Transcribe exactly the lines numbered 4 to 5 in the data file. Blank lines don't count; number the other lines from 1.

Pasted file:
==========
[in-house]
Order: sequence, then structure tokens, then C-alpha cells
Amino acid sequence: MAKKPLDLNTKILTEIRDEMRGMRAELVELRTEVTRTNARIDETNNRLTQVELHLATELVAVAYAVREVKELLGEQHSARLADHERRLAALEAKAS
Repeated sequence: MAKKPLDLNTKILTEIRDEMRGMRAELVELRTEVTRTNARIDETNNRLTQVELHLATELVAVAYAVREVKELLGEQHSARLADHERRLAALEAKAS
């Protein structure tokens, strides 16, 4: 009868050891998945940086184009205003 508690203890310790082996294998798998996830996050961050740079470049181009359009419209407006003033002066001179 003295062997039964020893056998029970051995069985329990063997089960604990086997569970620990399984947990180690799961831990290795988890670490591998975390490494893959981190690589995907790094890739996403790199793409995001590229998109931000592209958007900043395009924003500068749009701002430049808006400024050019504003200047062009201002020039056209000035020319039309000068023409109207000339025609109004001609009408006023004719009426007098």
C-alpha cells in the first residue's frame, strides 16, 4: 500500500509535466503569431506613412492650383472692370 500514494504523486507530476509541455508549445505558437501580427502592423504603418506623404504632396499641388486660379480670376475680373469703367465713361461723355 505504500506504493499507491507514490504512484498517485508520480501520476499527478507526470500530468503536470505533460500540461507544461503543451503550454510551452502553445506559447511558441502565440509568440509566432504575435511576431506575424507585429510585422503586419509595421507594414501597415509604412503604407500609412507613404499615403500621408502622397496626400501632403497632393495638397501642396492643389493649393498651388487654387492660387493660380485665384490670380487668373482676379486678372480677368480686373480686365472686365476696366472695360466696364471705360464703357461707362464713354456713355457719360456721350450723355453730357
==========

Repeated sequence: MAKKPLDLNTKILTEIRDEMRGMRAELVELRTEVTRTNARIDETNNRLTQVELHLATELVAVAYAVREVKELLGEQHSARLADHERRLAALEAKAS
């Protein structure tokens, strides 16, 4: 009868050891998945940086184009205003 508690203890310790082996294998798998996830996050961050740079470049181009359009419209407006003033002066001179 003295062997039964020893056998029970051995069985329990063997089960604990086997569970620990399984947990180690799961831990290795988890670490591998975390490494893959981190690589995907790094890739996403790199793409995001590229998109931000592209958007900043395009924003500068749009701002430049808006400024050019504003200047062009201002020039056209000035020319039309000068023409109207000339025609109004001609009408006023004719009426007098």